Chronic Obstruction of the Duodenum by the Root of the Mesentery

E. A. CODMAN
1908 Boston Medical and Surgical Journal  
have some causative relation to duodenal ulcer and the so-called " hunger pain," supposed to be due to hyperchlorhydria. I further ventured to prophesy that in the next few years we should hear more about duodenal stasis. Curiously enough, recent issues of the Journal of Medical Research, the Annals of Surgery and the Boston Medical and Surgical Journal show that attention is now tending toward this problem. The authors who have written these articles seem to have allowed the acute condition of
more » ... acute condition of complete obstruction to occupy their whole attention and have not yet concerned themselves with the incomplete or chronic form. This is but natural, and is parallel with the history of the surgical investigation of other organs. Appendicitis, gallstone disease, etc., have gone through the same story. Obstruction of the duodenum by the root of the mesentery has forced itself on our attention by the alarming acute condition; now let us turn to investigating its milder and more subtle ways of producing trouble. There must be a wide range between complete obstruction and physiological obstruction. I also raised the question whether we were right in attributing " hunger pain " in every case to acidity. May the alkaline disturbances of the duodenum not give disagreeable sensations? I know that I have myself been annoyed by quite severe epigastric pain and yet felt that my stomach was quite comfortable and my food being well digested. The duodenum is a more complicated organ than the stomach and therefore more likely to get out of order. My contentions are these: 1. That in the human being the transverse portion of the duodenum is more or less compressed by the root of the mesentery. 2. That slight anatomical deviations from the normal or certain pathological conditions may increase this pressure to a varying extent up to the point of complete occlusion of the gut. 3. That when this pressure reaches a degree great enough to give more resistance to the muscular efforts of the duodenum than the closed pylorus, the condition becomes of pathological significance. 4. That thus anatomically the duodenal secretions are brought in contact with mucous membranes unfitted physiologically to withstand their corrosive action. 5. That the obstruction favors stasis in the duodenum and thus bacterial invasion of the tissues. 6. That if the above propositions can be proved they will materially alter the present conceptions of the etiology and treatment of a variety of pathological conditions, e. g., hyperchlorhydria, nervous dyspepsia, duodenal and gastric ulcer, pancreatitis, cholelithiasis, persistent vomiting after laparotomy and in pregnancy, and excessive fluid drainage from wounds in the common duct and duodenum. I believe that it can be shown that certain facts collected about the duodenum by Dwight in Anatomy, Cannon in Physiology, Tiirck in Experimental Bacteriology, and Ochsner and others in Operative Surgery tend to substantiate my contentions. I will take these six propositions up in order. A considerable variation is found in the way the folds of mesentery carrying these two vessels cross the transverse duodenum; but whenever the latter extends to the aorta or to the left beyond it, the superior mesenteric artery will inevitably press it against the aorta and vertebral column. Just how often this occurs is a matter for a large series of statistics, but a fair idea can probably be obtained from what Dwight says: " In the 54 cases already mentioned, the duodenum was on the right of the aorta till just before the terminal flexure 26 times. It was wholly on the right 6 times. The fourth part lay in front of the aorta 11 times and the third part actually crossed the aorta 11 times." Thus in every individual the transverse portion of the duodenum is crossed by the root of the mesentery, and the contents of the gut must pass underneath a bridge between the vertebral column and the superior mesenteric artery. In the erect position the lumen of the gut must be a vertical slit compressed in proportion to the weight of more or less of the intestine. This compression occurs in all adult human beings, but will be greatest in those in whom the transverse portion of the duodenum crosses the aorta or possibly in those in whom the other extreme exists. In thinking over some method of demonstrating that in certain cases' such an obstruction to the duodenum did exist, I recollected that in his anatomical lectures Professor Dwight used to show us certain wax casts of the duodenum. On inquiring, I found that some years ago he had made a large number of these casts and had written a paper on the normal anatomy of this organ. This paper, from which the above quota-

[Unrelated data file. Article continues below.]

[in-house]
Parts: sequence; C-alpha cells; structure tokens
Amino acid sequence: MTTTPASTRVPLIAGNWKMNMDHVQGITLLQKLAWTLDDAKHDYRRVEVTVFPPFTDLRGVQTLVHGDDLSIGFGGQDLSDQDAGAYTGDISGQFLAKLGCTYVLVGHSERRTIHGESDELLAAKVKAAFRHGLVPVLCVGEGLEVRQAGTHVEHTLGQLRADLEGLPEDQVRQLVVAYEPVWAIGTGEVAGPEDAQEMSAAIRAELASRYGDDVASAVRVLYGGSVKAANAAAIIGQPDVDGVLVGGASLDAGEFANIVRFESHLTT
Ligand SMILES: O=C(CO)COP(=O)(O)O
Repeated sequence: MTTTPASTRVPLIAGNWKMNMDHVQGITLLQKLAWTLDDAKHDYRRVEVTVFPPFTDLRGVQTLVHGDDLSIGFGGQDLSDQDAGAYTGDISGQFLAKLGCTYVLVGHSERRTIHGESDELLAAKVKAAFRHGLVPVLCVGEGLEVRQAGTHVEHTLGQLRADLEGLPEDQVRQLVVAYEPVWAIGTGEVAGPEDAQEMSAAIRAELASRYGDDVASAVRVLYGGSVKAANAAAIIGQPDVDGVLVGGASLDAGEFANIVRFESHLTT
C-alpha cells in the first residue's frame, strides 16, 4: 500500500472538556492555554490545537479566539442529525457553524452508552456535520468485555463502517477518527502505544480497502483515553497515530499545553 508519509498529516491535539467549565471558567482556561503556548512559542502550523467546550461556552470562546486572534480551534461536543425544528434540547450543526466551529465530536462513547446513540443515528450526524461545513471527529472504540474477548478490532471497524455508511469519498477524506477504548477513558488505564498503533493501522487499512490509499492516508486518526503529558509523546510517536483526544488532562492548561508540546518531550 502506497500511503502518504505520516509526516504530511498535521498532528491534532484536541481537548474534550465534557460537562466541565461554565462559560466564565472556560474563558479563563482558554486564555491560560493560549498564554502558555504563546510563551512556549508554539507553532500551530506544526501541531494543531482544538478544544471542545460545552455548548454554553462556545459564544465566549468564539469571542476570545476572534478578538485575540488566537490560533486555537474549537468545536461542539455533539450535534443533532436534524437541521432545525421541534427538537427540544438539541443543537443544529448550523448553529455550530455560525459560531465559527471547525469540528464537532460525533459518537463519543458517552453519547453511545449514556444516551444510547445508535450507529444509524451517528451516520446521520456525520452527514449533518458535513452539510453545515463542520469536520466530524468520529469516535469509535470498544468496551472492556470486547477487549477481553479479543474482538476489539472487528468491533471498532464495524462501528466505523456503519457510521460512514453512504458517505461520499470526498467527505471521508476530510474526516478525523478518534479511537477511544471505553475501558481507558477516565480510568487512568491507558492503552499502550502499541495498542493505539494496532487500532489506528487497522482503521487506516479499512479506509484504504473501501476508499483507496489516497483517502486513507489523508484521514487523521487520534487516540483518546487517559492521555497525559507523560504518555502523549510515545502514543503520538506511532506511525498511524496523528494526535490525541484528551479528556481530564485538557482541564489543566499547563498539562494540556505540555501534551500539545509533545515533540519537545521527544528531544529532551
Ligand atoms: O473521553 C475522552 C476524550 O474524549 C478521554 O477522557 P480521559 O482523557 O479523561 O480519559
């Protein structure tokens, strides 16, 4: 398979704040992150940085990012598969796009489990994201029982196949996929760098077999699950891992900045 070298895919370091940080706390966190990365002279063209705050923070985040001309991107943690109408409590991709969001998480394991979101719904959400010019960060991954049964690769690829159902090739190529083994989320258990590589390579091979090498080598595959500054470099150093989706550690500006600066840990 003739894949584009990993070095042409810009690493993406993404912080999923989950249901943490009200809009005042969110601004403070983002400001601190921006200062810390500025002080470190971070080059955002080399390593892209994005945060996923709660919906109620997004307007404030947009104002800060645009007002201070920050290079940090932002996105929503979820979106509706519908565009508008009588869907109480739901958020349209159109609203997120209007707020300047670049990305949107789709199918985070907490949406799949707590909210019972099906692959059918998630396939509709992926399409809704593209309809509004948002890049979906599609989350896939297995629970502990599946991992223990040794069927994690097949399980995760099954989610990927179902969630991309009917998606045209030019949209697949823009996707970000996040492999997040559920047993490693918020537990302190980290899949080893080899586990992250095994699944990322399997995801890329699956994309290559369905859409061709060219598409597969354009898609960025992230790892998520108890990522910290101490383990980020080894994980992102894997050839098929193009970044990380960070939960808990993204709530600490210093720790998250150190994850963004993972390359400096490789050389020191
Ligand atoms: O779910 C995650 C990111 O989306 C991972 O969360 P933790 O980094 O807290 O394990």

doi:10.1056/nejm190804161581601 fatcat:ab4gyokmmvfrvbaecxruu53mfy